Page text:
Negotiations to reach a deal on the Paris agreement is in a frenzy mode, as delegates are under intense pressure to conclude their work by the evening of Thursday, 3 December, to arrive at a revised version of the draft negotiating text, which is to be considered by Parties on Friday, 4 December.
The negotiations are taking place under the Ad Hoc Working Group on the Durban Platform for Enhanced Action (ADP) which is packed with several meetings under the contact group, spin-off groups and informal-informal sessions where Parties are engaged in serious negotiations, drafting texts, bridging proposals and narrowing down options that are contained in the current draft text.
Parties have started working till late into the night to arrive at a negotiating text with clearer options for their ministers to consider in the second week of the talks.
Developing country delegations raised concerns to the ADP Co-chairs, Daniel Reifsnyder (USA) and Ahmed Djoghlaf (Algeria) on Tuesday and Wednesday at the meeting of the contact group about the difficulties they faced, especially by smaller delegations who are unable to cope with the various meetings.
Cuba, reflecting the sentiments of many developing countries at the meeting of the ADP contact group on Wednesday morning, said that its small delegation could not cope with multiple meetings and described the situation as “chaotic”. It expressed doubts if any successful outcome can be achieved through a “chaotic process” and called for “corrective measures”.
Reifsnyder, in response said that similar concerns had been expressed from a number of delegations but that Parties are at a difficult time where the work of the ADP must finish by Friday. He added that progress in the spin-offs and informals has been slow with Parties not reaching compromises.
South Africa, speaking for the G77 and China, had on Tuesday, raised concerns about the scheduling of meetings and about the number of spin-offs being conducted. It wanted the sensitivities of Parties to be taken into account. It also called for cross-cutting issues to be dealt with in the contact group and for the spin-offs to be time-bound.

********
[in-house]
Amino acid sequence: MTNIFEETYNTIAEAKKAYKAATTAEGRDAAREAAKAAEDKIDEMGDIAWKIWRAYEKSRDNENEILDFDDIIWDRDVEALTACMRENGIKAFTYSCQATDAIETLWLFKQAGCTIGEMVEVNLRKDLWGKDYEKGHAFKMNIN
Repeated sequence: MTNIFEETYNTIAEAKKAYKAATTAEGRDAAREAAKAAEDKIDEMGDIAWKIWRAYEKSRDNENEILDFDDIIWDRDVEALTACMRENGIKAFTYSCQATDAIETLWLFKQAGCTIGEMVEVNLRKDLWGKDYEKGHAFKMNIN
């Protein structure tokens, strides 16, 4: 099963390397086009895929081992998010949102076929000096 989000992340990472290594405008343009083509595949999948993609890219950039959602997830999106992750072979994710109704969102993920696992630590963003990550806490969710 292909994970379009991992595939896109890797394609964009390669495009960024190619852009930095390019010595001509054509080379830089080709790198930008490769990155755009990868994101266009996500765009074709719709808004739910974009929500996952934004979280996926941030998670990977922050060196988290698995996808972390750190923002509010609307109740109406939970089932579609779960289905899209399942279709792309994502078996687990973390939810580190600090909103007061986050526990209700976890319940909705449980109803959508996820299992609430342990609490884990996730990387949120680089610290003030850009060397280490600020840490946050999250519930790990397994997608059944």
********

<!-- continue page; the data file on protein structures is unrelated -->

The ADP contact group will also meet on Wednesday evening (2 December), and Reifsnyder informed Parties that the President of the 21st meeting of the Conference of Parties (COP 21) to the UNFCCC, Laurent Fabius, will be present to assess where Parties are at this juncture of the negotiations.
The spin-offs and informal-informal sessions were closed to observers and convened till late into the night. On the issue of observer participation in the spin-off groups, Malaysia for the Like Minded Developing Countries (LMDC) raised the issue with the Co-Chairs during the contact group. “There is no spill over room for the NGOs for the spin-off groups. They play an invaluable role in terms of their timely support, especially to developing countries. We can have bigger rooms for spin-offs,” said Malaysia.
(The open ended contact group has an overflow room from which observers follow televised proceedings. Even for Parties, only three secondary badges are given to each delegation to go into the contact group.)
Reifsnyder responded that there was no opportunity to televise the spin-off group discussions. “We can look into the possibilities, but our intention is to have report backs here (in the contact group) so that everybody knows what is happening,” said Reifsnyder.
Various spin-off groups reported back to the contact group and the status of the work in progress is available on the UNFCCC website.
On substance, major differences continue to remain between developed and developing countries on the various elements of the agreement, especially on the issue of ‘differentiation’.
According to sources, developed countries maintained their positions against differentiation between developed and developing countries as reflected under the Convention, and were working to sharpen their options so that this issue be resolved at the ministerial level.
For example, one developing country delegate said that in the finance informal-informal session, a proposal by the Umbrella Group raised the hackles of developing countries. The proposal presented was as follows: “As part of a shared mobilization effort, Parties should…enhance the scale and effectiveness of climate finance by mobilizing climate finance from a wide variety of instruments and channels, provide, when in a position to do so, support for developing countries in need of support…)
(Developing country negotiators view this proposal as a clear departure from the commitment of developed countries to provide climate finance to developing countries under the UNFCCC.)
“This (proposal) became a key bone of contention” and no advance was made in the negotiations, lamented a developing country negotiator.
Negotiations are expected to continue late into the night on Wednesday and whether more advance will be made in bridging divergent positions remains to be seen.
Meanwhile, in the contact group, the ADP Co-chairs have, since Tuesday, been facilitating the consideration of the draft decision text which accompanies the draft agreement, relating to the adoption of the agreement and the INDCs. (Further details will follow.)